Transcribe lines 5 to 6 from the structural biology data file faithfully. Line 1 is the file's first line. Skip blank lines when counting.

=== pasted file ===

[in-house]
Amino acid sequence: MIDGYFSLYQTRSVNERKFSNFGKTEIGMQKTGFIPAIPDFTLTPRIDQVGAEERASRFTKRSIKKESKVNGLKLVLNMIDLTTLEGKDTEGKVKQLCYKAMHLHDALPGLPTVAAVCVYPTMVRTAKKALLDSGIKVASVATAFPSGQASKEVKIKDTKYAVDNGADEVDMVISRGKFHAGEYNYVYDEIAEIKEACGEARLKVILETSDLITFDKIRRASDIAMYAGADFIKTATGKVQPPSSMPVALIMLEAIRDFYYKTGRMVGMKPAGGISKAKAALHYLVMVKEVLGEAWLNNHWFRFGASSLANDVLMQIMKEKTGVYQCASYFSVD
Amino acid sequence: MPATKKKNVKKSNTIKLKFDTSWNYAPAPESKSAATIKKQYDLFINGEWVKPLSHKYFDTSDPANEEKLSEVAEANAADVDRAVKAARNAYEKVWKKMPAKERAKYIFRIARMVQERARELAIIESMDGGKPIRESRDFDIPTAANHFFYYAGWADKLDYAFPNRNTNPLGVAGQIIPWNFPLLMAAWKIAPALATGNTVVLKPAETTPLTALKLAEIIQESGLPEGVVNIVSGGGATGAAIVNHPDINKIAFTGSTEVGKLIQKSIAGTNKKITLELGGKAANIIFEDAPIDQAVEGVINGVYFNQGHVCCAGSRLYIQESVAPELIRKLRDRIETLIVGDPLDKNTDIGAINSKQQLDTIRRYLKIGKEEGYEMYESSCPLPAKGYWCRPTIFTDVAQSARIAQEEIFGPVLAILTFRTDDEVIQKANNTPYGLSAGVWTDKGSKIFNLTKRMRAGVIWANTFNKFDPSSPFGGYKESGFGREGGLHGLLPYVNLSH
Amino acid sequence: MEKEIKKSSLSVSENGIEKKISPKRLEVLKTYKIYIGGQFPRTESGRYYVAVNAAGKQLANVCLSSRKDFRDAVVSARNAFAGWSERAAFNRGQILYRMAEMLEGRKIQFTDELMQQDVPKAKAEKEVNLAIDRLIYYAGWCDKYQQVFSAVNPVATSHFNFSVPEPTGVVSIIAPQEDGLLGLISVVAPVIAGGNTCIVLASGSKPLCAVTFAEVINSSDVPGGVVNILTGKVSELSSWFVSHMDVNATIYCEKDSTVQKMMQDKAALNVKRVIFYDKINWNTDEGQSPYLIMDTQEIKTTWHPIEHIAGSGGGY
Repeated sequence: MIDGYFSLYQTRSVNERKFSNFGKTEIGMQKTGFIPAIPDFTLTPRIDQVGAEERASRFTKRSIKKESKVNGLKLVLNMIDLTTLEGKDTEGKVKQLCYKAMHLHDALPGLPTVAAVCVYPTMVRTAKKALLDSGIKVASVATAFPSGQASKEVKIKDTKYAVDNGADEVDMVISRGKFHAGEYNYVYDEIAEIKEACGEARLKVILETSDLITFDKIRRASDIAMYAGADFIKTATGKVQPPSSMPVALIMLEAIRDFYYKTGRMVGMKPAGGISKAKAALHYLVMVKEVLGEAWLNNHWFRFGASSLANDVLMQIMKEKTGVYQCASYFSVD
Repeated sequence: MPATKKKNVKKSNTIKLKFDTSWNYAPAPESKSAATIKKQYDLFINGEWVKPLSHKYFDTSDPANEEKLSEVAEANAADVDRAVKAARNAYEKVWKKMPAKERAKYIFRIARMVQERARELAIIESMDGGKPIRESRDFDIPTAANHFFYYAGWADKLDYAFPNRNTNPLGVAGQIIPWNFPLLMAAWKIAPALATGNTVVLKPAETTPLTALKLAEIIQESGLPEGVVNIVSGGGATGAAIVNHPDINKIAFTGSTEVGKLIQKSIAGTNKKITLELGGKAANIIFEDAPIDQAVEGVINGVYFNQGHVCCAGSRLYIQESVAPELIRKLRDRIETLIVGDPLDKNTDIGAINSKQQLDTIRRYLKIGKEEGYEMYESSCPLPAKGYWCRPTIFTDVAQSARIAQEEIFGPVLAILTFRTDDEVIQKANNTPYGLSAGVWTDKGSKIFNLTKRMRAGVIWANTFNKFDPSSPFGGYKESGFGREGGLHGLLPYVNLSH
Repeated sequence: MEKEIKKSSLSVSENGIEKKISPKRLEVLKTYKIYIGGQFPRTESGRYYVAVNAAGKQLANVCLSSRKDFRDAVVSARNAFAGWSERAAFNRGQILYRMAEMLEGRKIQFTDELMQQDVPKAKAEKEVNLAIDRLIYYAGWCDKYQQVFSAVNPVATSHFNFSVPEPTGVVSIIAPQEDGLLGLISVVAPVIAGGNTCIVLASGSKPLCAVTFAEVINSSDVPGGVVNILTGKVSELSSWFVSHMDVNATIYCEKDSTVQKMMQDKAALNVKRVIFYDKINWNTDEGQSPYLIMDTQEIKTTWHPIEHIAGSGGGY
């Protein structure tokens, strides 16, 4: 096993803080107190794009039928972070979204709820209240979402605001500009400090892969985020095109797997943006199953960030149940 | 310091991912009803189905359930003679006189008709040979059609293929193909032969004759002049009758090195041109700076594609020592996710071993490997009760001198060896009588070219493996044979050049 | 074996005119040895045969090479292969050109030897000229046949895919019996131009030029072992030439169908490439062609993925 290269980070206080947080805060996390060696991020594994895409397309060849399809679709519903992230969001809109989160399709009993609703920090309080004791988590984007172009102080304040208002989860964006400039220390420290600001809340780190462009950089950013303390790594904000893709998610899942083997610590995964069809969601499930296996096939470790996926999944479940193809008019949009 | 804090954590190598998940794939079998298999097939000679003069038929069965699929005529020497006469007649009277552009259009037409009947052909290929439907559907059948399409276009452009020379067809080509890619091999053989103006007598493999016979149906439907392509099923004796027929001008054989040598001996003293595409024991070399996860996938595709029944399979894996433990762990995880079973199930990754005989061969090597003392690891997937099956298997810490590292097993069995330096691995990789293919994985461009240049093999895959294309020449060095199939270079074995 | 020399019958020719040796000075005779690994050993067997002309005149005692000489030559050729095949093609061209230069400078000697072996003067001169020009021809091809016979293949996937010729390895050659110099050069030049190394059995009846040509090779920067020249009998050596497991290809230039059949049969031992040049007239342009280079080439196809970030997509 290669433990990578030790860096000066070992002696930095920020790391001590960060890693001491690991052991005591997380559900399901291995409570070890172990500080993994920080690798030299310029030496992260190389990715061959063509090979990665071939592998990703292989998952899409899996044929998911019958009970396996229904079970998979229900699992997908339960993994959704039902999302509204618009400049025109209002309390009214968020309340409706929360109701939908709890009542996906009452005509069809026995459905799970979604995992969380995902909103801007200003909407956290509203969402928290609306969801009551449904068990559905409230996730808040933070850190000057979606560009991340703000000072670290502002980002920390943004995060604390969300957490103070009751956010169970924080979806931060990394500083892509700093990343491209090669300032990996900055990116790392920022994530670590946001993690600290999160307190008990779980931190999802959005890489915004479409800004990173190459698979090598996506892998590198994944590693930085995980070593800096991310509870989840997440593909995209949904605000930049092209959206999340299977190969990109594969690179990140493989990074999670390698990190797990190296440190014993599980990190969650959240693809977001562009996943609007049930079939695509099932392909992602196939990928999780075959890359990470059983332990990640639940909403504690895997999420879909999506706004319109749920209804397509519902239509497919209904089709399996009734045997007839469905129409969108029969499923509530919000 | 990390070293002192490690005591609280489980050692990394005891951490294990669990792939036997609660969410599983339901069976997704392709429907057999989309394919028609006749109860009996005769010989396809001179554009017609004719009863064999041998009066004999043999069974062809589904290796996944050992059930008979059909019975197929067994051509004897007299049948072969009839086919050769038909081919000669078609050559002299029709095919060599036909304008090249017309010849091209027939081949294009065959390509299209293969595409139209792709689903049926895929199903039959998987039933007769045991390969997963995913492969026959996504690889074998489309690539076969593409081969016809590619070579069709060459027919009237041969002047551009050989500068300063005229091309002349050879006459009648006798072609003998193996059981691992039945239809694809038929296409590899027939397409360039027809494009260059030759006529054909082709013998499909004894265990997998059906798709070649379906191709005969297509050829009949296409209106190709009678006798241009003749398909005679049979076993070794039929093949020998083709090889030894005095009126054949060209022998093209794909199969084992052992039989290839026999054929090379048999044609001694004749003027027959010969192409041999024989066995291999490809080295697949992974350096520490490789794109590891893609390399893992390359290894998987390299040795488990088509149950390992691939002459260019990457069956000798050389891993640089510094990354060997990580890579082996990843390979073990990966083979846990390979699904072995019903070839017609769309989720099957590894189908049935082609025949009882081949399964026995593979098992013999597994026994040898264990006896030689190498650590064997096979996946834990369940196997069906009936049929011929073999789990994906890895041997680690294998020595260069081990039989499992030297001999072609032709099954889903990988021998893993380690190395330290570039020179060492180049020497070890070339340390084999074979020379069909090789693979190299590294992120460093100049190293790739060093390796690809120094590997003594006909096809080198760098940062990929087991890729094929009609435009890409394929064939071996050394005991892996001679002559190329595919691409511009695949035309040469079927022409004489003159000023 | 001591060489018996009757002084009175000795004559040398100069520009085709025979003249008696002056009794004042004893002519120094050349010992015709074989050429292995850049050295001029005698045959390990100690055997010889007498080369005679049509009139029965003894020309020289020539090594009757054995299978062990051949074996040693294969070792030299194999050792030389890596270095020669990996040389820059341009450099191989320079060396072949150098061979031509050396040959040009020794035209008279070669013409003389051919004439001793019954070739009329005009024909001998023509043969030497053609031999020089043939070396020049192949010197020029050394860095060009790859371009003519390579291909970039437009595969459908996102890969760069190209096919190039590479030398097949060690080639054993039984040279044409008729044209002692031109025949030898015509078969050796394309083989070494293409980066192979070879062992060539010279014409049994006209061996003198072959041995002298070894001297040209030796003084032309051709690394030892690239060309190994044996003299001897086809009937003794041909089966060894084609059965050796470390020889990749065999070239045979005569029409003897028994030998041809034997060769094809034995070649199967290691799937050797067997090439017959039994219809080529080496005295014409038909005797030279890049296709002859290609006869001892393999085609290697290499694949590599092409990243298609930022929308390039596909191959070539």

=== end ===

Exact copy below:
Repeated sequence: MIDGYFSLYQTRSVNERKFSNFGKTEIGMQKTGFIPAIPDFTLTPRIDQVGAEERASRFTKRSIKKESKVNGLKLVLNMIDLTTLEGKDTEGKVKQLCYKAMHLHDALPGLPTVAAVCVYPTMVRTAKKALLDSGIKVASVATAFPSGQASKEVKIKDTKYAVDNGADEVDMVISRGKFHAGEYNYVYDEIAEIKEACGEARLKVILETSDLITFDKIRRASDIAMYAGADFIKTATGKVQPPSSMPVALIMLEAIRDFYYKTGRMVGMKPAGGISKAKAALHYLVMVKEVLGEAWLNNHWFRFGASSLANDVLMQIMKEKTGVYQCASYFSVD
Repeated sequence: MPATKKKNVKKSNTIKLKFDTSWNYAPAPESKSAATIKKQYDLFINGEWVKPLSHKYFDTSDPANEEKLSEVAEANAADVDRAVKAARNAYEKVWKKMPAKERAKYIFRIARMVQERARELAIIESMDGGKPIRESRDFDIPTAANHFFYYAGWADKLDYAFPNRNTNPLGVAGQIIPWNFPLLMAAWKIAPALATGNTVVLKPAETTPLTALKLAEIIQESGLPEGVVNIVSGGGATGAAIVNHPDINKIAFTGSTEVGKLIQKSIAGTNKKITLELGGKAANIIFEDAPIDQAVEGVINGVYFNQGHVCCAGSRLYIQESVAPELIRKLRDRIETLIVGDPLDKNTDIGAINSKQQLDTIRRYLKIGKEEGYEMYESSCPLPAKGYWCRPTIFTDVAQSARIAQEEIFGPVLAILTFRTDDEVIQKANNTPYGLSAGVWTDKGSKIFNLTKRMRAGVIWANTFNKFDPSSPFGGYKESGFGREGGLHGLLPYVNLSH